Age: 3-8 years Price: $35 approx. Amazon:
You can never imagine a simpler STEM toy board game which even a bunch 3 year old preschooler can grasp and enjoy endless hours of fun.
The best part of this board game is that it teaches the basics of programming, a skill which is being considered as essential by today’s education experts. Yes it is a low-tech STEM toy to teach hi-end programming skills. This board game has a various levels of difficulty and the higher level are are for kids 5 years and above.
In this board game every player is a Turtle Master with a turtle and a matching deck of simple instruction cards. Plus there is jewel for each player on the board, the destination. The objective for each player is to navigate the turtle to reach the jewel by playing the instruction cards. The path is not simple, on the way there are obstacles on the board. One kind of obstacle is an ice wall which can be `melted down to a puddle`by playing the laser card. Kids find the laser card super fascinating. There are other obstacles which cannot be removed, and the player has to `program` her turtle to by-pass the obstacle to reach the jewel step-by-step. The actual card moves have to be made by an adult called the `Turtle Mover`, who is there to not only assist the kids but to be the `computer`which the kids give instructions to make the move.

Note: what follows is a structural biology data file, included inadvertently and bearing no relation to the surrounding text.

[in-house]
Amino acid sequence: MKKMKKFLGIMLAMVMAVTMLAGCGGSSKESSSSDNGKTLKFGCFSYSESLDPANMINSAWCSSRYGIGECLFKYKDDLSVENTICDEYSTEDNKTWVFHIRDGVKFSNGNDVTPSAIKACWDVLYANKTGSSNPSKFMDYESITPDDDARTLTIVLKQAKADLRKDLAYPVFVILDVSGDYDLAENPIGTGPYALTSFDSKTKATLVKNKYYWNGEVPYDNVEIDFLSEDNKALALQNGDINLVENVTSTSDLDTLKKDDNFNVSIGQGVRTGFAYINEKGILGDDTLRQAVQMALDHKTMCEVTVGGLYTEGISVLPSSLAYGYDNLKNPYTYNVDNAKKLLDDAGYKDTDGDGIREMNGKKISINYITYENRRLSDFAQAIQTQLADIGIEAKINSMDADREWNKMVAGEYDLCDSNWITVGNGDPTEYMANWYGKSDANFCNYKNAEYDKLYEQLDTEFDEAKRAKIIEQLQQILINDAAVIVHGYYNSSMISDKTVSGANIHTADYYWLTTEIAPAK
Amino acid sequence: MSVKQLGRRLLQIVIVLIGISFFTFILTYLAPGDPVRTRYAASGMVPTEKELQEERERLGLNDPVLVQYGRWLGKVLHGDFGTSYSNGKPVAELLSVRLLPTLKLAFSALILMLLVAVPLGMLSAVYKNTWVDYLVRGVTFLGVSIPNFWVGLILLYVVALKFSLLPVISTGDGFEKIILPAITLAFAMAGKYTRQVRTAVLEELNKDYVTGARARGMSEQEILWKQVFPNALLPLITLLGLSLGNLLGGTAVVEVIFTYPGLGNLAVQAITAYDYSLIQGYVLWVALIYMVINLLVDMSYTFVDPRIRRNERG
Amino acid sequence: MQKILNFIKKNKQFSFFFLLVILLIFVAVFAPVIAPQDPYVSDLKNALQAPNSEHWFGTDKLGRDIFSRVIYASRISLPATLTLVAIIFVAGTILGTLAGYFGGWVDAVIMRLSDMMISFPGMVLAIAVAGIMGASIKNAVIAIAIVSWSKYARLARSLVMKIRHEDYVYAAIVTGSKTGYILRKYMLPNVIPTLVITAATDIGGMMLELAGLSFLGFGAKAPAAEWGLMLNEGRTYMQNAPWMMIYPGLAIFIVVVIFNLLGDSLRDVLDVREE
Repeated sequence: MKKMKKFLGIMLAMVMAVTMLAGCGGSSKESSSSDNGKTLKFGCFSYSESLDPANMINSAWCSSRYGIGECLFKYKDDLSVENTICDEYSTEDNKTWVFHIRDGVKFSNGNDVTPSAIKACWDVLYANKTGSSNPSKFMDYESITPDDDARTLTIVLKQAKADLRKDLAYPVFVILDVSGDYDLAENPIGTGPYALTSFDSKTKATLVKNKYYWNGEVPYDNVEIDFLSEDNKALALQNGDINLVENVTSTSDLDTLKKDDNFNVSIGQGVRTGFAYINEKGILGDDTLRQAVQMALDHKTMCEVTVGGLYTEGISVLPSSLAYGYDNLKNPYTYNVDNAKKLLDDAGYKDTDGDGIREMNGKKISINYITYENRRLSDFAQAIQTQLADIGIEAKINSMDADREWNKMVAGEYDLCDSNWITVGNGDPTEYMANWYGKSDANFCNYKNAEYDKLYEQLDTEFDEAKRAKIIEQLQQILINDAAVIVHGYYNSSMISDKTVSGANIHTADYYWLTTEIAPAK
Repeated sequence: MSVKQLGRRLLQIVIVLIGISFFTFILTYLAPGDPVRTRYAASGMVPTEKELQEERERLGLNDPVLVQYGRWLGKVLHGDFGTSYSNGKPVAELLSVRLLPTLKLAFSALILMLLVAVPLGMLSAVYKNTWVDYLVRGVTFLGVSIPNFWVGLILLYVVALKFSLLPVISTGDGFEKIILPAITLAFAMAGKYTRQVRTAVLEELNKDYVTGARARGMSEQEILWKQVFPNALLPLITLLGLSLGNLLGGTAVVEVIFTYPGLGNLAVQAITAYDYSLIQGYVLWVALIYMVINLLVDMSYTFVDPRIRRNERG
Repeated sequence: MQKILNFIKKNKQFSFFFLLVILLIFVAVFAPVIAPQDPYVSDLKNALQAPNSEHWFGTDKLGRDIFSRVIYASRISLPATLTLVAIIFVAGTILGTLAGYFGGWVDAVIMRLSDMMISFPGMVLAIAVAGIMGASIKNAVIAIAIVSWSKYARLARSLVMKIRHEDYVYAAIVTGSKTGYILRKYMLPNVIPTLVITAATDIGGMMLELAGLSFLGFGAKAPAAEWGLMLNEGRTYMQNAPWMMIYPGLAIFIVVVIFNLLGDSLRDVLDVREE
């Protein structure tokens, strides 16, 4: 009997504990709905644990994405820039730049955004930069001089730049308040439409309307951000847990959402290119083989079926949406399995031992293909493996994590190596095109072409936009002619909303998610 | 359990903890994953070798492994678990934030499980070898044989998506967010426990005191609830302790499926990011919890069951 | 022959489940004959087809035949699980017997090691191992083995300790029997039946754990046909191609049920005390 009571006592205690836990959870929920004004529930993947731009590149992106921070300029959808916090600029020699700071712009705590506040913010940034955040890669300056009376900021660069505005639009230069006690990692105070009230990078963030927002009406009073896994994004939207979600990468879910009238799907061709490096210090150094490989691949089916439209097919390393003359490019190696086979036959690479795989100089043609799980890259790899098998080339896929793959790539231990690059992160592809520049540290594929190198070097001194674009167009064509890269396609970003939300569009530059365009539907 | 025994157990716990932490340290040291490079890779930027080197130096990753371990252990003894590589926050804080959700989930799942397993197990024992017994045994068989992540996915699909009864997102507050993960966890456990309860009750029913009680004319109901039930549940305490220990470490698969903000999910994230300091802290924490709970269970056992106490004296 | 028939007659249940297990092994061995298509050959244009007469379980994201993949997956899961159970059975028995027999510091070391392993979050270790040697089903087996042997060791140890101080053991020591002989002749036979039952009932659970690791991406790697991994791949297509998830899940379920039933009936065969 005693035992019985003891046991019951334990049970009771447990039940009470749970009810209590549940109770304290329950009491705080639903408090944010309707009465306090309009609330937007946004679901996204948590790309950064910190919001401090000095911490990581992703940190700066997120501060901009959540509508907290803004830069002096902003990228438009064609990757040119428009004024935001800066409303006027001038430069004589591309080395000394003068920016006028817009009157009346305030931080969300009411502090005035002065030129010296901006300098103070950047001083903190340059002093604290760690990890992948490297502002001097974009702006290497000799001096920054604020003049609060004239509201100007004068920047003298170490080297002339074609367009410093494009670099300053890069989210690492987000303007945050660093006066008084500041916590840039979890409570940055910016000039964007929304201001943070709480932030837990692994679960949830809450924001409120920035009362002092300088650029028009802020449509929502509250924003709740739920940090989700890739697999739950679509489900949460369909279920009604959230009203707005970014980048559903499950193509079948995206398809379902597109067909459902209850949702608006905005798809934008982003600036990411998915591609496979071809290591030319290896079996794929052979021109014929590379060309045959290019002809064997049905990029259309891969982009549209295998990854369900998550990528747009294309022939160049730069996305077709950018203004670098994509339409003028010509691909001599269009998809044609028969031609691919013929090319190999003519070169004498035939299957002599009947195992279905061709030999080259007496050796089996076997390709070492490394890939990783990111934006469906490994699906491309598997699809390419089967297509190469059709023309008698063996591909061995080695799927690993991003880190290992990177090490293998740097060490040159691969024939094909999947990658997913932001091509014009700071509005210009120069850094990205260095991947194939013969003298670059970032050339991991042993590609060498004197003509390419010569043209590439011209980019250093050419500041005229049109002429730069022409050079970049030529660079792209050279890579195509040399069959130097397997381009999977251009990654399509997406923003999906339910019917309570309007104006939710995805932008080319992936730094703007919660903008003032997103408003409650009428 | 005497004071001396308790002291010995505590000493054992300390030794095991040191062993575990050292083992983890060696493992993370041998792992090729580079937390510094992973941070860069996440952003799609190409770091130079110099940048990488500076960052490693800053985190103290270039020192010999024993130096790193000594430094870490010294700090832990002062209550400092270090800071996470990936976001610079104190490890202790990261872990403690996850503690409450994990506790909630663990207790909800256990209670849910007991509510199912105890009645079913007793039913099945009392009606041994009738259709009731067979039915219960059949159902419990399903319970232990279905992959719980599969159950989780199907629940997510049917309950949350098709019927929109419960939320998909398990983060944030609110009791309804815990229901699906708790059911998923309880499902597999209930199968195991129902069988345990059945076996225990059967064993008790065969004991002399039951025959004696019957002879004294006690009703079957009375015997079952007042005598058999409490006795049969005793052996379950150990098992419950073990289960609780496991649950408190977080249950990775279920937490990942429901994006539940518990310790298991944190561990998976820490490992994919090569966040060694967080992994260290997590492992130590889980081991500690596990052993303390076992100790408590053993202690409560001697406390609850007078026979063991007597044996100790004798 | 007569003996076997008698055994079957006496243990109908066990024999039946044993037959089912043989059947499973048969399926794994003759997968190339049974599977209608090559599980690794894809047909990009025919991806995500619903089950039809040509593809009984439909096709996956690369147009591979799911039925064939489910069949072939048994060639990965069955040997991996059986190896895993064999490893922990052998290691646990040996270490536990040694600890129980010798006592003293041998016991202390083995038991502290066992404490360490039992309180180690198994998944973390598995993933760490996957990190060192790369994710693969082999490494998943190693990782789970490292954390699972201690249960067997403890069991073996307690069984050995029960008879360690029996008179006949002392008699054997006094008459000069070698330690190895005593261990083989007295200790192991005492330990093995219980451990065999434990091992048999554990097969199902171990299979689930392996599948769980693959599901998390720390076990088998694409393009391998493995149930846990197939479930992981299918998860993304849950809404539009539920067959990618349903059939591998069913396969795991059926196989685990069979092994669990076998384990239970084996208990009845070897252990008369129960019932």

Once they get the hang of the simplest level of the game, the kids can be told to set up the whole list of cards at one go (like a program) and then `run`the program to check whether the instruction cards help her reach the jewel. For the more difficult level there is a `frog card` which is actually a function card – to run several instructions together. At this difficulty level the objective is to reach the jewel by playing the least number of cards.
Preschooler kids don`t just get enough of this game (the adult who has to follow the instructions will get tired!)
This game has been developed by a Googler Dan Shapiro, who is also a dad of 4-year old twins. He developed the game keeping them in mind to teach them the basics of programming much before they use a computer. Currently he is on leave from Google to work on the project which got a super enthusiastic response on Kickstarter.
I am sure your kids will also give this board game a big thumbs up.
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